Ike Anigbogu is the latest heralded freshman who could soon make his debut for the UCLA men’s basketball team

UCLA basketball
UCLA players run a drill during the team’s media availability on Oct. 12.
(Jae C. Hong / Associated Press)

There’s somehow more where Lonzo Ball and T.J. Leaf came from.

UCLA’s freshman class is preparing to unveil another newbie who’s expected to turn what’s been a dynamic duo into a fearsome threesome.

Ike Anigbogu could make his season debut Thursday night against Portland at Cal State Fullerton’s Titan Gym in the opener of the Wooden Legacy after being sidelined for a month following knee surgery.

Although he hasn’t played a game that counted, Anigbogu is being hailed as the Bruins’ top interior defender. His prowess in putting a stop to things around the basket was on full display during three summer exhibitions in Australia.


“That’s a huge piece that we’ve been missing,” Bruins guard Bryce Alford said of Anigbogu, who averaged 10.7 points and 6.3 rebounds in 15.7 minutes per game during the exhibitions. “He has humongous hands, he blocks everything, he tries to dunk everything.”

Anigbogu is expected to split time with starting center Thomas Welsh, though he can also play power forward. Alford noted that Anigbogu is a nice complement to Welsh because his low-post style contrasts Welsh’s ability to step out for mid-range jumpers, giving defenders two vastly different looks.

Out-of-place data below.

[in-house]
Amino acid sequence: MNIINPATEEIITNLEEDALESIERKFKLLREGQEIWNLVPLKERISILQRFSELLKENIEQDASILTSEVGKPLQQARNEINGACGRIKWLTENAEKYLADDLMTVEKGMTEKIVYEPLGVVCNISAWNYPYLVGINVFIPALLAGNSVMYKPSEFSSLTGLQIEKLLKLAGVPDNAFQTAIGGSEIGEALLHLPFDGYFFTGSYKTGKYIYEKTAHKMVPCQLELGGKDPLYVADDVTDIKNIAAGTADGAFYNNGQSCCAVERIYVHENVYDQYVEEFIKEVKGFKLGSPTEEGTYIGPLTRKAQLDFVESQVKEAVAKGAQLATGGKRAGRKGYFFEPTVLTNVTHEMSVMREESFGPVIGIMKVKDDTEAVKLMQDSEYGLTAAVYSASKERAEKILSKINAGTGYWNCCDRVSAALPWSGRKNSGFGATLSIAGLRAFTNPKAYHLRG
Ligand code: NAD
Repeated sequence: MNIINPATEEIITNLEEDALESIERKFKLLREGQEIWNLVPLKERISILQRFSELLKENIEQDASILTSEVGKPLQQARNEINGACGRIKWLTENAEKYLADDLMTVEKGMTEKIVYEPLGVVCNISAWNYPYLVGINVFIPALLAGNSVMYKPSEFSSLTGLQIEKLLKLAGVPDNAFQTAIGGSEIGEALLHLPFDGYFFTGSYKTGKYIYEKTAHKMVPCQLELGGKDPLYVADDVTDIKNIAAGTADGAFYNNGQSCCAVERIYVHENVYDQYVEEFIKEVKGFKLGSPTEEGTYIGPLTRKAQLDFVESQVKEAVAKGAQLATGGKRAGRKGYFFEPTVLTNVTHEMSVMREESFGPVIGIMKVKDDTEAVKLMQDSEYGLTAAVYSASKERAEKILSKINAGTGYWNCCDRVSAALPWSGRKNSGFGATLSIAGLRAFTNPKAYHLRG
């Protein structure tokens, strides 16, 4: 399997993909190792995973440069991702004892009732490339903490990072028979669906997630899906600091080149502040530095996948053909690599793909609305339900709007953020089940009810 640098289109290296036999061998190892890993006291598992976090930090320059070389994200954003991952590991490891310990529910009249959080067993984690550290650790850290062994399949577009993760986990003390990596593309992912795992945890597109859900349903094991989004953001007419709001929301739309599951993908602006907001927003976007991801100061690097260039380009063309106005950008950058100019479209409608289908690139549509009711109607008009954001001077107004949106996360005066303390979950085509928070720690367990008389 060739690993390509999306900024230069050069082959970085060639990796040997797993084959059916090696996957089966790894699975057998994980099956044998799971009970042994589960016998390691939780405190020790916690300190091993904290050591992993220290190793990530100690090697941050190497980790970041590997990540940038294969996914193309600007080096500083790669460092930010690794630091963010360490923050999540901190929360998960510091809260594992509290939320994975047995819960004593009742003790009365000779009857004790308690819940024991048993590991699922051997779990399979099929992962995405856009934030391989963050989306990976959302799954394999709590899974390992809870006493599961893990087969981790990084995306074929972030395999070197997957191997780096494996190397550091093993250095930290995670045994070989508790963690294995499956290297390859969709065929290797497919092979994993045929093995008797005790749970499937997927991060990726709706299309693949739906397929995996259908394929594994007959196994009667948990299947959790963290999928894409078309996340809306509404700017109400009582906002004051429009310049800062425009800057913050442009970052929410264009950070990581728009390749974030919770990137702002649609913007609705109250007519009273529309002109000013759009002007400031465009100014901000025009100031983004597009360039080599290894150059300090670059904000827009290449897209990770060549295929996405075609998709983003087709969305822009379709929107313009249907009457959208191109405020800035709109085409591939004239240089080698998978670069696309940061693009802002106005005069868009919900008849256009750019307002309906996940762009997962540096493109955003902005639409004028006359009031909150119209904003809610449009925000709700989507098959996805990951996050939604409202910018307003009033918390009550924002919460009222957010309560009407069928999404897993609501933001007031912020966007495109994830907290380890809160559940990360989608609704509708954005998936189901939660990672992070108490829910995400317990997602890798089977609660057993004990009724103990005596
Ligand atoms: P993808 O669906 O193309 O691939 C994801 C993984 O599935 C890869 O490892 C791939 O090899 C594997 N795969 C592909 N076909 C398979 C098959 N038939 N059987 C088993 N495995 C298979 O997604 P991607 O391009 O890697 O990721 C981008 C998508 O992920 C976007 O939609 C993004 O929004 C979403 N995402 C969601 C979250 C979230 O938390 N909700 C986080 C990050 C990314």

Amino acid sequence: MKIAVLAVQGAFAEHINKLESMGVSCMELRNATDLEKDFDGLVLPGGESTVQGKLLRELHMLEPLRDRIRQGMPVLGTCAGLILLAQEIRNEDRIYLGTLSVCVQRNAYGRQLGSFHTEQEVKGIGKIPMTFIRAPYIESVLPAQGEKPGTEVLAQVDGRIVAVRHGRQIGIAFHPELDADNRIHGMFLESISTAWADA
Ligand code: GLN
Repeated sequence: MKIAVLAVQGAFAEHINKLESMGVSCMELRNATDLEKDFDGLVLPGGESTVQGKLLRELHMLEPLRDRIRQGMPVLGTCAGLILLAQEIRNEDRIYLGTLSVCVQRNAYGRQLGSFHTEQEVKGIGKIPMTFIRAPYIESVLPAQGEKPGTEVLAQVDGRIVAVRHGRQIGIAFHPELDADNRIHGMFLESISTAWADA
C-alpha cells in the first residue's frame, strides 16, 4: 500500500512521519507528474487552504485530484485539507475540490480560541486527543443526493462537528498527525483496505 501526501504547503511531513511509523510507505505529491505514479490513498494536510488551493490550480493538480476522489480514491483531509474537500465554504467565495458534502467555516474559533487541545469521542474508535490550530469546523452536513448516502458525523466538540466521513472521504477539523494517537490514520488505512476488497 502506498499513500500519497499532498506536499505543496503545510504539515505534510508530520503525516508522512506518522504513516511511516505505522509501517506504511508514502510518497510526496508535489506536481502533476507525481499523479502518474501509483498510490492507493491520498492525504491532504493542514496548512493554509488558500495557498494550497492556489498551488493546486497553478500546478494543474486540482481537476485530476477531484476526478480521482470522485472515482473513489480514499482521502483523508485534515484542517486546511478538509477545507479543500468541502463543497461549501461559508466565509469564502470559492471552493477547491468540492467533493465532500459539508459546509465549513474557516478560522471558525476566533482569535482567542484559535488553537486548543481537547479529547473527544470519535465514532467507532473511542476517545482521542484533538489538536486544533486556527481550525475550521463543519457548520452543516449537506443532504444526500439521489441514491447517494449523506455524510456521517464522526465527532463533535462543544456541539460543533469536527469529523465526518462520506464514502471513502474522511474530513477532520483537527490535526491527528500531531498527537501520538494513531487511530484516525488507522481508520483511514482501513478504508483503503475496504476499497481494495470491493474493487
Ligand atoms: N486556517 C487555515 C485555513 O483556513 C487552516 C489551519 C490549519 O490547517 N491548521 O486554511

The 6-foot-9 1/2, 255-pound Anigbogu recently turned 18, meaning he has even more upside than most freshmen. He joked in a recent article for The Players’ Tribune website that he has the biggest hands in the world and his teammates said his defensive skills can be deceiving.


“He’s a sneaky good blocker,” Leaf told the website. “He doesn’t look like he’s gonna block you, but he’s gonna block you.”

Anigbogu also apparently isn’t a fan of pillow fights, putting Ball in a playful headlock this summer after his teammate repeatedly threw pillows at him.

“Long story short, he tapped out,” Leaf told The Players’ Tribune of Ball. “So basically here are the rules: Don’t get Ike mad. Don’t go in the paint if he’s in there.”

Added Ball: “And don’t throw pillows at him. Pac-12 teams, are you writing this down?”

Making their points

UCLA leads the nation in scoring, averaging 105.8 points through four games. It’s the first time since December 1990 that the Bruins have averaged that many points through a four-game span.

“Right now the ball’s moving, people’s moving, so the offense looks good,” said UCLA Coach Steve Alford, whose team features six players averaging double figures in scoring.

Alford said teams that have tried to limit the production of senior guards Isaac Hamilton and Bryce Alford have been hurt by teammates who are equally skilled.


“We want that diverse way of playing to where whatever we see you taking away you’re giving something up,” Steve Alford said. “And we feel like what you’re giving up is just as potent as what you’re taking away.”

Quick hits

UCLA has made 80.2% of its free throws, putting the Bruins on pace to beat the school record of 75.6% set during the 1978-79 season. “That can be a weapon for us moving down the road,” Steve Alford said. … Steve Alford said forward Alex Olesinski, who has not played this season because of a strained foot, is doubtful to play in the three Wooden Legacy games. … UCLA rose two spots to No. 14 in the Associated Press media poll.

Twitter: @latbbolch